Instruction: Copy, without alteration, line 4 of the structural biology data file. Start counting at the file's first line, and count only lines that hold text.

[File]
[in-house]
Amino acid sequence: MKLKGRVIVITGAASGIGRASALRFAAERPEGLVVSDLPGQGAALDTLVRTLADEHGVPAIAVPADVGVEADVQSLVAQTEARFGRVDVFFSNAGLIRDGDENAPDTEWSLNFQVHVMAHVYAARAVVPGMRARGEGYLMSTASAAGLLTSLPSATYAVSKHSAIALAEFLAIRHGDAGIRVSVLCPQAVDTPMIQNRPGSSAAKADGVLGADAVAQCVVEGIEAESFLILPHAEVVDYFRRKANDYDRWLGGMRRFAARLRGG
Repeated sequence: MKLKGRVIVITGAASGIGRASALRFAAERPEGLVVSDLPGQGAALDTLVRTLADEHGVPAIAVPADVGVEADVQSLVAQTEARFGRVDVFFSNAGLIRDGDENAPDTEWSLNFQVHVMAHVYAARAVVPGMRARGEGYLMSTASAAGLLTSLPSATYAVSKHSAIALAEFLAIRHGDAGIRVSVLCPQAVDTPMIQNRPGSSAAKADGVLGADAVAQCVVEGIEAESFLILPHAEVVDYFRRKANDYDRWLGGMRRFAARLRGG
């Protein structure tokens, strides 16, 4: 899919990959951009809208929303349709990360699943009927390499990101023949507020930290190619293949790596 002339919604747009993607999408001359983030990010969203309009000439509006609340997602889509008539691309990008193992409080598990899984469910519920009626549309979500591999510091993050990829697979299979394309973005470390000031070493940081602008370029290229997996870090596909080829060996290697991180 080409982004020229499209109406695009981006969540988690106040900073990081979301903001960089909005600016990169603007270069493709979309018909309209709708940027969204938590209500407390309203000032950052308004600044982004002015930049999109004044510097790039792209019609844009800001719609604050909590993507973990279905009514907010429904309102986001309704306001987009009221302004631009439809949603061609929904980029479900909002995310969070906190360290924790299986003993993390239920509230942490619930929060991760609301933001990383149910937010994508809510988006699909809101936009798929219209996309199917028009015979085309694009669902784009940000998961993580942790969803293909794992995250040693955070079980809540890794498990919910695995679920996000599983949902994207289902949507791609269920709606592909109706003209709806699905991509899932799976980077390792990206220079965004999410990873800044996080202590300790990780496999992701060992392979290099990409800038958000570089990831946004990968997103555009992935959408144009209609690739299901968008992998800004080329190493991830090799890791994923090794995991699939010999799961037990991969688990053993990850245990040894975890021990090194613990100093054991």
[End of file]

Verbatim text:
């Protein structure tokens, strides 16, 4: 899919990959951009809208929303349709990360699943009927390499990101023949507020930290190619293949790596 002339919604747009993607999408001359983030990010969203309009000439509006609340997602889509008539691309990008193992409080598990899984469910519920009626549309979500591999510091993050990829697979299979394309973005470390000031070493940081602008370029290229997996870090596909080829060996290697991180 080409982004020229499209109406695009981006969540988690106040900073990081979301903001960089909005600016990169603007270069493709979309018909309209709708940027969204938590209500407390309203000032950052308004600044982004002015930049999109004044510097790039792209019609844009800001719609604050909590993507973990279905009514907010429904309102986001309704306001987009009221302004631009439809949603061609929904980029479900909002995310969070906190360290924790299986003993993390239920509230942490619930929060991760609301933001990383149910937010994508809510988006699909809101936009798929219209996309199917028009015979085309694009669902784009940000998961993580942790969803293909794992995250040693955070079980809540890794498990919910695995679920996000599983949902994207289902949507791609269920709606592909109706003209709806699905991509899932799976980077390792990206220079965004999410990873800044996080202590300790990780496999992701060992392979290099990409800038958000570089990831946004990968997103555009992935959408144009209609690739299901968008992998800004080329190493991830090799890791994923090794995991699939010999799961037990991969688990053993990850245990040894975890021990090194613990100093054991």